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The cruise is an excellent way to see Norway, especially if one participates in some of the shore excursions. They too are pricey, but offer the opportunity to see and learn about this Nordic land. We especially enjoyed biking in the town of Trondheim, a visit to the indigenous Sami, feasting on King Crab pulled directly from the frigid waters as we watched, and several bus excursions through  spectacular countryside.

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In addition to organizing entertaining celebrations and leading excursions, the friendly and knowledgeable expedition team conduct lectures covering various topics; polar explorations, birds of Norway, Norway and Norwegians, and more. The latter was enlightening. Norway vies with Finland for having the happiest citizens. Dream on, DT, Norwegians do not want to emigrate to the U.S.

While breakfast and lunch were buffet feasts with open seating, we had assigned seats for the three-course dinners. The food was good, innovative and interesting, focusing on local ingredients and Norwegian specialties.

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Tasty reindeer — better than beef, and said to be “sustainable.”

We received a menu with each meal explaining in detail the ingredients and preparation. The salmon was the best I have ever eaten, and the reindeer was a rare and delicious treat.

As mentioned, Hurtigruten is more than a cruise ship. In the late 19th century, services along the 780-mile coastline from Bergen to Kirkenes, a busy route for transportation of goods and people, were unreliable. Shipping companies were invited to submit tenders for operating an express route between Trondheim and Tromsø, or Hammerfest. In 1893, Captain Richard With’s steamer, DS Vesteraalen, established a regular sea link between the towns which was later expanded from Bergen to Kirkenes, a trip of only seven days. The connection was named “hurtigruten” – the fast route. With went on to explore other Nordic destinations.

“This marks the beginning of Hurtigruten’s adventurous and unique explorer operations,” states the company literature. Destinations now include Iceland, Greenland, Alaska and Antarctica, as well as ports along the Norwegian coast.

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In addition to cruise passengers, cars, bicycles, motorcycles and some cargo were on board the Nordlys. We met many “walk-in” passengers who used the ship as a ferry from one stop to another. If their transit is less than 24 hours, they can travel without booking a cabin. Some, with backpacks nearby, stretch out on comfortable lounge chairs and sofas. They are free to use all ship facilities, including the jacuzzis.

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Hurtigruten is at the forefront of sustainable tourism. The company is building the first ever hybrid-powered expedition cruise ships and has eliminated single-use plastic from all its ships and hotels. Their “Coastal Kitchen” relies on locally sourced products.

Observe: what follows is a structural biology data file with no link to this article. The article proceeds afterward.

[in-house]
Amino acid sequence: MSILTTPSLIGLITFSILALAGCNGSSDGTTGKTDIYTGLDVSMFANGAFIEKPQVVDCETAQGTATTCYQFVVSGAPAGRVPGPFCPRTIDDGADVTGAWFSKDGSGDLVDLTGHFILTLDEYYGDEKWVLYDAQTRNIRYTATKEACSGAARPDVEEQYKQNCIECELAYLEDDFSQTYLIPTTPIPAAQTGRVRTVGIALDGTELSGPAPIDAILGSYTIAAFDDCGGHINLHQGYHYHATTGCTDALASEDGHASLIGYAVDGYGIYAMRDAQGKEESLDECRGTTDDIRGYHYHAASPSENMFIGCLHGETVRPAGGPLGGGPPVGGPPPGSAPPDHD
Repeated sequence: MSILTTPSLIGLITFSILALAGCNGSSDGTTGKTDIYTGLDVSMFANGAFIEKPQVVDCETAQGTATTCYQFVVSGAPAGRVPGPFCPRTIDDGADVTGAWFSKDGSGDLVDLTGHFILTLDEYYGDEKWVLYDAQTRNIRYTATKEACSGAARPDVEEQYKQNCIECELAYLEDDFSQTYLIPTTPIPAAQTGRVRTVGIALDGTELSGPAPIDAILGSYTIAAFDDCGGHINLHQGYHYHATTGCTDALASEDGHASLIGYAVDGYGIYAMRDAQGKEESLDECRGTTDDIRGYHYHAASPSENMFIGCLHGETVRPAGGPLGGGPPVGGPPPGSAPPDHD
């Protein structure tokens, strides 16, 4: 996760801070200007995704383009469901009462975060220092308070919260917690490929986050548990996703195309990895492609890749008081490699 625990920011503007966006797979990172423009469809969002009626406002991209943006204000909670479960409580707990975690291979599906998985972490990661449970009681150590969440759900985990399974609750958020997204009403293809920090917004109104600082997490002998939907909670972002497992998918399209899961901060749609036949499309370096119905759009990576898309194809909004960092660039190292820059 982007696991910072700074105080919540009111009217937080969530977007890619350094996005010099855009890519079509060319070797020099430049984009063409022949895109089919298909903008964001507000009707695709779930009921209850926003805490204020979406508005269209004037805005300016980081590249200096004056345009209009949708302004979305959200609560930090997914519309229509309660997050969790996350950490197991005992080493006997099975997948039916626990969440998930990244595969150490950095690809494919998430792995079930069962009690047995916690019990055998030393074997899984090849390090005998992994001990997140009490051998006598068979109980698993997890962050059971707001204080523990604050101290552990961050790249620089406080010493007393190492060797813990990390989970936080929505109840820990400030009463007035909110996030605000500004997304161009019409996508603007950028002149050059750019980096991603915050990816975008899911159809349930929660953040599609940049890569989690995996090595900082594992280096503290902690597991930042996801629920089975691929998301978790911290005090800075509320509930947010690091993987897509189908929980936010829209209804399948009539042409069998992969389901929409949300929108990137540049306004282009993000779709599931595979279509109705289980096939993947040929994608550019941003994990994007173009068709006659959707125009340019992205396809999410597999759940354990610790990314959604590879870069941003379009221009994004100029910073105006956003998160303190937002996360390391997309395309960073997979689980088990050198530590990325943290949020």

Yes, it is expensive. But, it is a beautiful and enlightening experience (minus the baptism and cod liver oil). And now I have a Polar Arctic certificate.

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If not a talesandtravel follower, sign up, upper right. Your email is not shared. More about Norway to come: the amazing country, its food, photos of the splendid scenery.. I will also be posting on my trip last winter to Costa Rica. And, whatever else inspires me. Don’t miss out.

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Who am I?

Who am I? Leah Larkin. Carol Larkin. Leah Koester. Leah Kulton Koester. Leah Carol Koester. Carol Koester.

I have been all. It’s a crazy, complicated tale. Read on.


If not interested in my name saga, scroll down for photos of my neighborhood in southern France.


The press interviewing the press, Leah Koester, at my recent naturalization ceremony.

Ever since my first marriage to Dennis Larkin, ions ago, I have been Leah Larkin. No more – at least not in France where I am now a citizen and Leah Koester. I am, however, still an American citizen, and still Leah Larkin for US purposes.

At the time I married Dennis, I was embarking on my career as a journalist. My first job as a reporter was at the Louisville Courier-Journal. Up until then, I had gone by my middle name, Carol. Carol Koester (my maiden name) became Carol Larkin. My boss at the newspaper was Carol. There was another “Carol” reporter. And, I now had a sister-in-law, also called Carol Larkin. Too many Carols.

Leah Larkin, Courier-Journal reporter.

Carol Sutton, my boss at the C-J declared, “You will be Leah Larkin.” Not a bad byline. I liked it.

Once during a telephone interview, after introducing myself as “Leah Larkin,” my interview subject responded: “Give me a break, lady. Why not tell me you are Lois Lane.”

At the time of my divorce from Dennis, I asked for nothing, just his name. He was happy to oblige. When I married Bob Kulton, I did not become Leah Kulton. I remained Leah Larkin. It is the official name on my US passport, with Social Security, on all credit cards, membership cards etc.